Self hindrance: 'How to win friends and influence people' by Dale Carnegie
Self hindrance: 'How to win friends and influence people' by Dale Carnegie
Image: Getty

An opus of self-help has always been around, emerging throughout the centuries in various configurations: allegorical plays, philosophical treatises on love and wealth, and religious tracts have always been available to guide us on our way. But the existentialism characteristic of the 20th century seems to have engendered a veritable genre of non-fiction explicitly concerned with instructing us on how best to conduct our lives.

These are the books we deride in public and buy on the sly; and while some people swear by their efficacy, others quickly consign them to collecting dust. Here is our take on six of the most influential self-help tomes to date (in no particular order).  

John Gray, author of 'Men are from Mars, Women are from Venus'
John Gray, author of 'Men are from Mars, Women are from Venus'
Image: Getty

1. Men are from Mars, Women are from Venus by John Gray (1992)

John Gray explains away romantic discord on the blush-inducing basis that men and women have such different psychological profiles that we routinely misinterpret social cues and unwittingly alienate one another (the author favors extended metaphors).

The essence of Gray’s theory is that men and women are very very different, and have different expectations in the context of amorous relationships: he recommends that they speak regularly to ameliorate the tensions this discord occasions. In addition to being something of a (pseudo-ironic) cultural touchstone nowadays, the book has sold over 50-million copies since its publication, presumably making John Grey, M.D. a very wealthy Martian.

2. The 7 Habits of Highly Effective People by Stephen R. Covey (1989)

Covey’s famous take on ‘how to get ahead’ reduces success – particularly success in business – to the formula P/PC, where ‘P’ loosely signifies success, and ‘PC’, the act of nurturing the elements necessary to this success.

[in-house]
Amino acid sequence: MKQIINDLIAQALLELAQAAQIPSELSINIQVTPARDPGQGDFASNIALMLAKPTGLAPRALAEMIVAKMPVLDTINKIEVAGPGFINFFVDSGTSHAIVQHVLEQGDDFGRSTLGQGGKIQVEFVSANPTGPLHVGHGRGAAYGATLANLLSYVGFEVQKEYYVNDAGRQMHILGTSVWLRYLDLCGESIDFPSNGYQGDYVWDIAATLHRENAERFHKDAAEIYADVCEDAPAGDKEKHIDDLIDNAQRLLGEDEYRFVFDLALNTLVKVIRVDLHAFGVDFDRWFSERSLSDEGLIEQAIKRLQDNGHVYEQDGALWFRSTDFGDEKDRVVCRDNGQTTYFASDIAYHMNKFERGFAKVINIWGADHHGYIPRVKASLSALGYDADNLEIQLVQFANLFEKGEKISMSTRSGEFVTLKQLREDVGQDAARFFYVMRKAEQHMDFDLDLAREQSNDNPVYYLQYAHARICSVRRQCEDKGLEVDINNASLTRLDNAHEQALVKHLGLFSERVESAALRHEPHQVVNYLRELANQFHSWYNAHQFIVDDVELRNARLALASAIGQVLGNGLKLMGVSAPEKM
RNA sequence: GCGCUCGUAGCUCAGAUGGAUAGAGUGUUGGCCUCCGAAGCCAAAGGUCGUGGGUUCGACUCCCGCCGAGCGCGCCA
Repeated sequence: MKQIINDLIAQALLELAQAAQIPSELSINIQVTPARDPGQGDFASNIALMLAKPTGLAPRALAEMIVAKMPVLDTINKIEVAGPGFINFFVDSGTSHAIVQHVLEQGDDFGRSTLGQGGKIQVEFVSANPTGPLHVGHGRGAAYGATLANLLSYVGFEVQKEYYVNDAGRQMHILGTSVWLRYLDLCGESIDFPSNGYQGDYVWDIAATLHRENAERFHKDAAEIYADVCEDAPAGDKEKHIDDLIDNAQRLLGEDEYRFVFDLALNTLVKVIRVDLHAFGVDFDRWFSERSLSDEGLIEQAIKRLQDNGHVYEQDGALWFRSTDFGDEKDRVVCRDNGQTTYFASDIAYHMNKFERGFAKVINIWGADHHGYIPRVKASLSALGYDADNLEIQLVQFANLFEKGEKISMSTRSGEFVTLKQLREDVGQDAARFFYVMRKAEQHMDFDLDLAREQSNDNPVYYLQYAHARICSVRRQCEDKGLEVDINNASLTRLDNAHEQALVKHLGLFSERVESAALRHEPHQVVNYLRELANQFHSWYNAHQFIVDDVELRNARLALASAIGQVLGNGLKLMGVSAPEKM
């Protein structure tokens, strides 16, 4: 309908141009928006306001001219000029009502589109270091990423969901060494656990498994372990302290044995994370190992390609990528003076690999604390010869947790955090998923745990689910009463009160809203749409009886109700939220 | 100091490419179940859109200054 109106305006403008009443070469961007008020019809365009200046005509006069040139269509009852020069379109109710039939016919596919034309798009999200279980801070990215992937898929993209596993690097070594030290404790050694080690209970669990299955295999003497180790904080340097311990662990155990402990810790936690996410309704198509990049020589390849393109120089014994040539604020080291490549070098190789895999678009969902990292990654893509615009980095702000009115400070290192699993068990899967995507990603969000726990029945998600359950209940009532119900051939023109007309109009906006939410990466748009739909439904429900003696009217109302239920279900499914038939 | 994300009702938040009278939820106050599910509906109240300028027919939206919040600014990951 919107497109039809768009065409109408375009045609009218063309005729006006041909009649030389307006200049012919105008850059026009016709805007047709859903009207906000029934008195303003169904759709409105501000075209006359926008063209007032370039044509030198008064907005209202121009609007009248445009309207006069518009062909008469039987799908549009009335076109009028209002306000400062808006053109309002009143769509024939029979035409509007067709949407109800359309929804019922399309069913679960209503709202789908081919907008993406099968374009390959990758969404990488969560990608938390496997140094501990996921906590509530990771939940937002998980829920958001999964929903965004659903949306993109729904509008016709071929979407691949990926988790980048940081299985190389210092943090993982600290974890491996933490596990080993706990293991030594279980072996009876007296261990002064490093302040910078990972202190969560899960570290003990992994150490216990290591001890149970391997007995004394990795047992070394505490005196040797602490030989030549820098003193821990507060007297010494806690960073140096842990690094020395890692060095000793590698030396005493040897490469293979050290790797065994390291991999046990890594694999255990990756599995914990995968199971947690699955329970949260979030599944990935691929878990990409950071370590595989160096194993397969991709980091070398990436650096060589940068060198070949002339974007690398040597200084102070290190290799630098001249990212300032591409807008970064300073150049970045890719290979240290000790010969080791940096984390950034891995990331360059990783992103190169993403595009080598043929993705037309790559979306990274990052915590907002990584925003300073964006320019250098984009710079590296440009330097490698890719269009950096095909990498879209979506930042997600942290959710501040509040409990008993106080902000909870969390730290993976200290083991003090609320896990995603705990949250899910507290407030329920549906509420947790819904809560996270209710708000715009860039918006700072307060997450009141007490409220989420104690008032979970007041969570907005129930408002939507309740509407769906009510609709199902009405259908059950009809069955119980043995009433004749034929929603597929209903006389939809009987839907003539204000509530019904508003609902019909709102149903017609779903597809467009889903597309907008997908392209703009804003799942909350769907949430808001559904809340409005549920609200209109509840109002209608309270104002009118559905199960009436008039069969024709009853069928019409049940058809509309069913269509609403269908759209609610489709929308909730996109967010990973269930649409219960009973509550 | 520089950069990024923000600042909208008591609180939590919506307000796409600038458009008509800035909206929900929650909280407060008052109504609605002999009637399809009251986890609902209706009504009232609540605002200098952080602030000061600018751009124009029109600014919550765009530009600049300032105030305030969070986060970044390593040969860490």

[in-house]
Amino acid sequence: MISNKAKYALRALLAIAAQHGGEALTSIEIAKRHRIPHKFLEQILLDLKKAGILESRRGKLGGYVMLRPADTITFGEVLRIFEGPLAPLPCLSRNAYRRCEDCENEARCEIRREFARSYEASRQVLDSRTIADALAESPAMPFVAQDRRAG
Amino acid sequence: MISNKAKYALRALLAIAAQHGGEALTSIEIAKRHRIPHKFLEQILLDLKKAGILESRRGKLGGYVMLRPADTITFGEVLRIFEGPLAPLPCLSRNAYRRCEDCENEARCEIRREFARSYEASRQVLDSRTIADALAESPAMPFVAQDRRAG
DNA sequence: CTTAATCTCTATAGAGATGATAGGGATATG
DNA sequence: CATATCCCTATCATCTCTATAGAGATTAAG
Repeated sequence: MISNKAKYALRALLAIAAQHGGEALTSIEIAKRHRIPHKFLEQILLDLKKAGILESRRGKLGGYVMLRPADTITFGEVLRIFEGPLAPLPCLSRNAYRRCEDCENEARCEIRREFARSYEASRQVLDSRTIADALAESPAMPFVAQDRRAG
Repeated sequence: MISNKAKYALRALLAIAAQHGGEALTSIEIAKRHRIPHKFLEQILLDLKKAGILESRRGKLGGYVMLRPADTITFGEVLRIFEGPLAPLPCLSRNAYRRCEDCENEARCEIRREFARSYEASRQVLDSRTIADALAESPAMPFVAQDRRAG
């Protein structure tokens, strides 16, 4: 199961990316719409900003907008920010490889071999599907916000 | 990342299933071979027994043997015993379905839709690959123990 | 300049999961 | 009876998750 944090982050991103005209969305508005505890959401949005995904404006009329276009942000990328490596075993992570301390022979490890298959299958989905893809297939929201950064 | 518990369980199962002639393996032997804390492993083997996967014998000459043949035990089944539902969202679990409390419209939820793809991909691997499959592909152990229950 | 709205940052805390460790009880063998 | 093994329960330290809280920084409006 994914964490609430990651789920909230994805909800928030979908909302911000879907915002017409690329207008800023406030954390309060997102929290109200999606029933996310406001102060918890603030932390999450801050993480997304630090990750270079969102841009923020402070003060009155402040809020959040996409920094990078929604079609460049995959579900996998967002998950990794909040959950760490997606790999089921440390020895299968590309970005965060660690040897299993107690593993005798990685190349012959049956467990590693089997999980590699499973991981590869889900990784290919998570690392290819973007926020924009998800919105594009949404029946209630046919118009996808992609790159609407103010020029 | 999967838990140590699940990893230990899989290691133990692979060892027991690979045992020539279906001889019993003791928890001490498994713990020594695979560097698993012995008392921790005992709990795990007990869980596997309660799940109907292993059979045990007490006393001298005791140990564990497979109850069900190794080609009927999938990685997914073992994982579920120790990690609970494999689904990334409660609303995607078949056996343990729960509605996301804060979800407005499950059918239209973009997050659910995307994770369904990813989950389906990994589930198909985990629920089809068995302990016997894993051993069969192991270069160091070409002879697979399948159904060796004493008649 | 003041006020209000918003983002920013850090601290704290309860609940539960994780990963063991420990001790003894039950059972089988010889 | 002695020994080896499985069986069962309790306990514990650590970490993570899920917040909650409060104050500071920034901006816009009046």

Essentially, Covey’s jargon-rich manual contends that positive outcomes are the sum of incremental actions, in the retrospectively comical language of ’80s self-help tropes: ‘Sharpen the Saw’; ‘Synergize’, and the ‘Emotional Bank Account’ all feature.

Covey’s edicts are personality-centric: he encourages his acolytes to cultivate a persona that’s conducive to success, while also managing their interpersonal relationships in keeping with his revolutionary notion that that not everybody sees things the same way – unless they’ve read The 7 Habits, perhaps. Bill Clinton was reportedly a big fan of the book during his presidency, and Covey’s imperious monograph remains one of the best-selling business books to date.

3. Don’t Sweat the Small Stuff… by Richard Carlson (1997)

If you were born in the somewhere in the 1990s, to middle class parents with a home in the suburbs, then your father has a copy of this book. The late Richard Carlson’s compilation of latter-day mantras and stress-reducing insights – “Thinking of someone to love each day keeps your resentment away!” – seems to have provided a foil to the manic culture of productivity emergent in the ’80s and ’90s.